TERROR

Hawaii grand jury indicts US soldier on terrorism charges for trying to aid ISIS

A federal grand in Hawaii indicted a U.S. soldier on Friday for allegedly attempting to provide material support to the Islamic State group.

Army Sgt. 1st Class Ikaika Erik Kang, 34, was arrested by an FBI SWAT team on July 8. Kang was ordered held without bail. Kang was employed at Schofield Barracks in Hawaii.

Kang will be arraigned in federal court on Monday, which is when he had previously been scheduled for a preliminary hearing. Kang’s court-appointed attorney, Birney Bervar, told The Associated Press Friday that the indictment was expected.

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“We haven’t had a preliminary in federal court here in probably 25 years,” Bervar told The Associated Press. “They don’t like to let us question their witnesses.”

Bervar said the soldier would plead not guilty on Monday when a federal judge will set a trial date.

The soldier faces "a maximum of 20 years in prison and up to a $250,000 fine for each count," according to a press release from the United States Department of Justice National Security Division.

Bervar said Kang’s mental state was never the same following his 2011 deployment.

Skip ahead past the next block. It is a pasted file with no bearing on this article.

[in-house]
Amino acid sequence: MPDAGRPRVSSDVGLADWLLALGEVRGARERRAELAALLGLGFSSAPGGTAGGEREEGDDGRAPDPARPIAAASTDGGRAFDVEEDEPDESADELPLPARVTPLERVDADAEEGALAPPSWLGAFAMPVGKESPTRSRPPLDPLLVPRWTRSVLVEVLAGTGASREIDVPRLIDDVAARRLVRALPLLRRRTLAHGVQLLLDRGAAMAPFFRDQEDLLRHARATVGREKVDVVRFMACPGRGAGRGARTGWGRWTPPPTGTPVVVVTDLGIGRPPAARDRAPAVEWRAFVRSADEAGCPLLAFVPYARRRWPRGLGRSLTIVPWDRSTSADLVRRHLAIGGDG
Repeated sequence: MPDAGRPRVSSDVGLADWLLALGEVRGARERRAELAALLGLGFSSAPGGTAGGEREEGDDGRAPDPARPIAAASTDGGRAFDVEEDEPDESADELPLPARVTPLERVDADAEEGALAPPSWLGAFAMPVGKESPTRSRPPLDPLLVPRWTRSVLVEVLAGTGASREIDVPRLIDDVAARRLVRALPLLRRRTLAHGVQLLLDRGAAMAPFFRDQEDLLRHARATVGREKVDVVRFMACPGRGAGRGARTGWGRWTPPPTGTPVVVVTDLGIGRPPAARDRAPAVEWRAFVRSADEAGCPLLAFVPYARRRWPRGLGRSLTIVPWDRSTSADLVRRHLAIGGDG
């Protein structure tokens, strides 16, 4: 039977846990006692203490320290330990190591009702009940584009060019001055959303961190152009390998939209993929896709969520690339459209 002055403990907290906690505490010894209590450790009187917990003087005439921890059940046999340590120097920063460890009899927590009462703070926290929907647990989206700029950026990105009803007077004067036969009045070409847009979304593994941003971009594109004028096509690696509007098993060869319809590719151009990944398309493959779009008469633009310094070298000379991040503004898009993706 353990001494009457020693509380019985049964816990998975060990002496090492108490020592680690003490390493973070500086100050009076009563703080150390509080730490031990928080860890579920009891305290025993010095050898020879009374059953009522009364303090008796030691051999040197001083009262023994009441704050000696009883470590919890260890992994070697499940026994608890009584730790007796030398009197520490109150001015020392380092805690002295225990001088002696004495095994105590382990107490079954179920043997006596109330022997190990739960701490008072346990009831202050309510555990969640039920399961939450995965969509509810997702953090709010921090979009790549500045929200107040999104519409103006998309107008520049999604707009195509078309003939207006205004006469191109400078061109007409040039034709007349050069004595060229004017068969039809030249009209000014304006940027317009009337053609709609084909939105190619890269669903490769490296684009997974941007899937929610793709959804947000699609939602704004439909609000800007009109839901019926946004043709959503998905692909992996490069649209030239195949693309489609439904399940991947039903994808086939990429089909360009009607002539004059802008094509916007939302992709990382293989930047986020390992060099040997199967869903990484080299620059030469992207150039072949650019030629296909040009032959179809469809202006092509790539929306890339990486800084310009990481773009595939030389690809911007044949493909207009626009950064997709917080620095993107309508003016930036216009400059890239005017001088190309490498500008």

“He’s a decorated American soldier for 10 years, goes to Afghanistan and comes back and things start going off the rails.”

According to an FBI affidavit, Kang’s behavior was obvious to those around him, the Washington Post reported.

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“He was reprimanded on several occasions for threatening to hurt or kill other service members, and for arguing pro-ISIS views while at work and on-post,” according to the affidavit. “Due to these remarks and threats, Kang’s security clearance was revoked in 2012, but reinstated the following year after Kang complied with military requirements stemming from the investigation.”

Elliot Enoki, acting U.S. attorney for the District of Hawaii, and Dana Boente, acting assistant attorney general for national security, announced the indictment in a statement.

Kang has been charged with four counts of attempting to provide material support to ISIS based on events that occurred in Hawaii between June 21 and July 8, they said.

Federal officials said Kang met with undercover FBI agents he thought were with the terror group and provided classified military documents to the agents.

According to the affidavit, Kang provided the materials hoping the documents “would assist ISIS, including with fighting and military tactics. Additionally, Kang contributed to the purchase of a drone with the intention that it would be provided to, and used by, ISIS during fighting.”

The FBI said in their criminal complaint that Kang wanted to commit a mass shooting after allegedly pledging allegiance to ISIS.

The Associated Press contributed to this report.